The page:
Daniel Phalen, a watershed planner, worked on the project as technician before he left for another job. 

He said landowners had been draining water with no permits before the plan. His job was to determine how many wetlands were drained and what works had already been done. 

Phalen said the plan was to put in structures that would slow down the drainage to reduce problems downstream. 

It’s unclear what work had been done on the Wawken project to mitigate flows since Phalen left. The Water Security Agency did not respond to a request for comment.

Phalen said projects can get held up if affected landowners don’t come to an agreement. Expropriation is allowed but it’s rare, he said.  

Another nearby drainage plan, known as the Martin project, has stalled because of landowner concerns.

Researchers have estimated Saskatchewan has lost half of its total wetlands over time for crop production. 

Phalen, who also worked on the Martin plan, said it was concerning to see the number of wetlands sucked out. 

“The Water Security Agency doesn’t have the manpower to do much about it,” Phalen said. “There’s such low enforcement already that if they had any policies in place, people would just drain anyways. It’s kind of a scary problem to be in.”

Sandra Mountney said she’s worried about losing wetlands because they help recharge groundwater supplies and filter contaminants — particularly important when it’s dry.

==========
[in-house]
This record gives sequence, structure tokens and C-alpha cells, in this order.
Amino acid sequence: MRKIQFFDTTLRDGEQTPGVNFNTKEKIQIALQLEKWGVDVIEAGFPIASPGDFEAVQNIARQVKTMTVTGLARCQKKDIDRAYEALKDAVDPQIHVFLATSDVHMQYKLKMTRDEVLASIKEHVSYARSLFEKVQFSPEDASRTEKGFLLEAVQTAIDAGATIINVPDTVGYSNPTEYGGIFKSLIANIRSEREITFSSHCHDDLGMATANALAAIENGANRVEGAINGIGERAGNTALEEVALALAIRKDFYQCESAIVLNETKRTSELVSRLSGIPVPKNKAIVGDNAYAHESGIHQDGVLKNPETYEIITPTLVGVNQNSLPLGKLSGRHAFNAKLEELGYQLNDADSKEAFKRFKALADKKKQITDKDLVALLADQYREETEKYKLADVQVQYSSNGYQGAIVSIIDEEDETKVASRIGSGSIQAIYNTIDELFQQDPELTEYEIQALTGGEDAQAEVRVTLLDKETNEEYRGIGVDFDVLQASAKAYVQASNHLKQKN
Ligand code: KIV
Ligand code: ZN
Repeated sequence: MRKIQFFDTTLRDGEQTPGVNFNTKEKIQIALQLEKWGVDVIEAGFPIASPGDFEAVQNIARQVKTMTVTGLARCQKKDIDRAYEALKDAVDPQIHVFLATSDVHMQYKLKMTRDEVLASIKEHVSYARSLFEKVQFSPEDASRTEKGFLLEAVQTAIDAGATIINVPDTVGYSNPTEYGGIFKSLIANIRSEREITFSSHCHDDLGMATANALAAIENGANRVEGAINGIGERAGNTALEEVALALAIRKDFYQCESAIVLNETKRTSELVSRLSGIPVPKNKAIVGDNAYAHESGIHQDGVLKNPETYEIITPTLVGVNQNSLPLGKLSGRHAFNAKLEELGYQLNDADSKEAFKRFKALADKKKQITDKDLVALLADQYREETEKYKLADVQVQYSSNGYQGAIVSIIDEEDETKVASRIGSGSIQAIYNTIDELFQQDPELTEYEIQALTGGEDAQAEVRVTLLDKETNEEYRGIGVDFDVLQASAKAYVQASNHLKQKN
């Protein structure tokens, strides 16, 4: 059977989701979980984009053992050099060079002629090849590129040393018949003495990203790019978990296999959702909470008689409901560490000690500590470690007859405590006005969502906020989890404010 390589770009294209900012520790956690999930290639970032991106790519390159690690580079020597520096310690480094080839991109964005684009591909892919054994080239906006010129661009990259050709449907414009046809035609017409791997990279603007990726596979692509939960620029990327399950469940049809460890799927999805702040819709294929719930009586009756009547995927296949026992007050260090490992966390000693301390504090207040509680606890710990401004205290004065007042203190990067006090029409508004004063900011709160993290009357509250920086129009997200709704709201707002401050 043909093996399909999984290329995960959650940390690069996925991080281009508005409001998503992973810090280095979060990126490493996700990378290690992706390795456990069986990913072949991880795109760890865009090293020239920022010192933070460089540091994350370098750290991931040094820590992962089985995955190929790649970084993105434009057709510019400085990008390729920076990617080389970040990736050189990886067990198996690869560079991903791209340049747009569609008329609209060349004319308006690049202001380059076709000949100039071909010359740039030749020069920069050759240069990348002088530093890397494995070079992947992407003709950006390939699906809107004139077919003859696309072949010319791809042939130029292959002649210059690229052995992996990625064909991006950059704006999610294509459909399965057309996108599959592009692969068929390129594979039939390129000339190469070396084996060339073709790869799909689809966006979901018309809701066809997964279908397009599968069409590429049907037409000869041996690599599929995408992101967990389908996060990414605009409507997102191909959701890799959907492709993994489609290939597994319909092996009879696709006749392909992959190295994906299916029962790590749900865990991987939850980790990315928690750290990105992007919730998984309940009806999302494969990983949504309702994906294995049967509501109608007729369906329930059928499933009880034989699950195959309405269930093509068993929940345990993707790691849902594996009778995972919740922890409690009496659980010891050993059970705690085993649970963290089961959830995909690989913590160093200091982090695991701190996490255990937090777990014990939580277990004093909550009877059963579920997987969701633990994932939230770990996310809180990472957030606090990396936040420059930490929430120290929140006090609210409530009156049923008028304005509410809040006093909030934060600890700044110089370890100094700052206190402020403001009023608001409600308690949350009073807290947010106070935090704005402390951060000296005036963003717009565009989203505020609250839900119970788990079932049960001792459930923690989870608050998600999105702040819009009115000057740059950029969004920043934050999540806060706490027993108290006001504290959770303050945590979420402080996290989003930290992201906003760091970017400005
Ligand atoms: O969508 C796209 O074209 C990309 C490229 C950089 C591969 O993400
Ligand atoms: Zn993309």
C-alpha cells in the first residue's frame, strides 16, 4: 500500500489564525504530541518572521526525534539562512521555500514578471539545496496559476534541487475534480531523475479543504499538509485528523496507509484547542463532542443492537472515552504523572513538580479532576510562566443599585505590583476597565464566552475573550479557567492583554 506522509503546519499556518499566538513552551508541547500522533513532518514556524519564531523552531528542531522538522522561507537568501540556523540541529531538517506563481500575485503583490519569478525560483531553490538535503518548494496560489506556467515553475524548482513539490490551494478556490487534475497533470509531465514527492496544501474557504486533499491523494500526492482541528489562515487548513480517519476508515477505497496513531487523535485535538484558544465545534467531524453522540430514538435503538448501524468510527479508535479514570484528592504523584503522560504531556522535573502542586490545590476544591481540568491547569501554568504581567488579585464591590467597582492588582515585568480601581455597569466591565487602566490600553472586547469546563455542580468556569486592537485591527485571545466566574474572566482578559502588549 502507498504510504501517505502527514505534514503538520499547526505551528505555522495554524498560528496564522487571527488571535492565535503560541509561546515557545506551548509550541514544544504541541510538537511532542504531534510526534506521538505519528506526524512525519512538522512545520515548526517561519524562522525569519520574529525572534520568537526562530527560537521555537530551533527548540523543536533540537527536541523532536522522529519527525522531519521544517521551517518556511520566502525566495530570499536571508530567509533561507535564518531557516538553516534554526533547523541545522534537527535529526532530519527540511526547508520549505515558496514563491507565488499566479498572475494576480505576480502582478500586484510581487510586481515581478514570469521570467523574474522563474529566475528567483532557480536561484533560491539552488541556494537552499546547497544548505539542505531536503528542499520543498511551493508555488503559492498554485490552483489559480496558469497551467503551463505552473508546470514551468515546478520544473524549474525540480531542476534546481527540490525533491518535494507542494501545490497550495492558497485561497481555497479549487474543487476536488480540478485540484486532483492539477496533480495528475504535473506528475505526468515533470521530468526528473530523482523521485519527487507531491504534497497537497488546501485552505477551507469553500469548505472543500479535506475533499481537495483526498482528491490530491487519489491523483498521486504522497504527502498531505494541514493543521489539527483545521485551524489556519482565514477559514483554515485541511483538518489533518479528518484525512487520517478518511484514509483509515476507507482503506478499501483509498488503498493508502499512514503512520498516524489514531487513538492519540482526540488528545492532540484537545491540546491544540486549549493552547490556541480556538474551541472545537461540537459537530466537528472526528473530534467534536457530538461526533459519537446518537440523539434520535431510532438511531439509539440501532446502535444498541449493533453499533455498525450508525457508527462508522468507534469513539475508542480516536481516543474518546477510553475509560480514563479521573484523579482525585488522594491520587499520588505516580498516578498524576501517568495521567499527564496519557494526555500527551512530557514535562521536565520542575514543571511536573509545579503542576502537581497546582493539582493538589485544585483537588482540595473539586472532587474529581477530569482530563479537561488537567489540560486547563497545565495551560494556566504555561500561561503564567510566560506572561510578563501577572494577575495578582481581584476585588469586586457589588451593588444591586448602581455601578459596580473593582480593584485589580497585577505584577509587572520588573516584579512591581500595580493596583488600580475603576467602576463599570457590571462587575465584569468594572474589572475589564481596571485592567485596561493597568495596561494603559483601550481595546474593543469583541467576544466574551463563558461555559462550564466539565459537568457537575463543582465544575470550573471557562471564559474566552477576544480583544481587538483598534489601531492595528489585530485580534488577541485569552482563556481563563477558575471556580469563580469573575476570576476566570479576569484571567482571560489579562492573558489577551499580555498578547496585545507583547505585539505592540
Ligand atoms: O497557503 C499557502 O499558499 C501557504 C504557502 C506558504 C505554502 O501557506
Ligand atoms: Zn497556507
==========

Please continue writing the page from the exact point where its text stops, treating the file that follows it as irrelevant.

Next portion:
The Water Security Agency has released a drainage management framework that aims to prevent flooding and ensure Saskatchewan retains a “sufficient” number of wetlands. 

Leah Clark, the Interim Executive Director of Agriculture Water Management, told attendees at a Saskatchewan Farm Stewardship Association meeting earlier this year that 43 per cent of wetlands are retained within approved projects. She added the province has “thriving” wildlife populations.

However, she said under the policy, landowners would be able to select which wetlands to retain.

“It will achieve a working landscape for landowners to continue to use their land for farming and ranching. This approach will allow for new development while retaining current drainage,” she said. 

Phalen said Saskatchewan could look to Manitoba for solutions to retain wetlands. 

Manitoba has historically drained most of its wetlands in the agricultural regions, he said, but the province has since developed a policy where landowners are paid for retaining them. 

“You know, $100 an acre is not a ton of money, but it’s another incentive to help producers,” he said. “It’s such a complex problem where you got this huge financial incentive to drain.”

Lane Mountney said regulations just need to be enforced. 

“It’s almost too late,” he said. “They should have been out there checking stuff before we got this point.” 

This report by The Canadian Press was first published June 4, 2023.

Jeremy Simes, The Canadian Press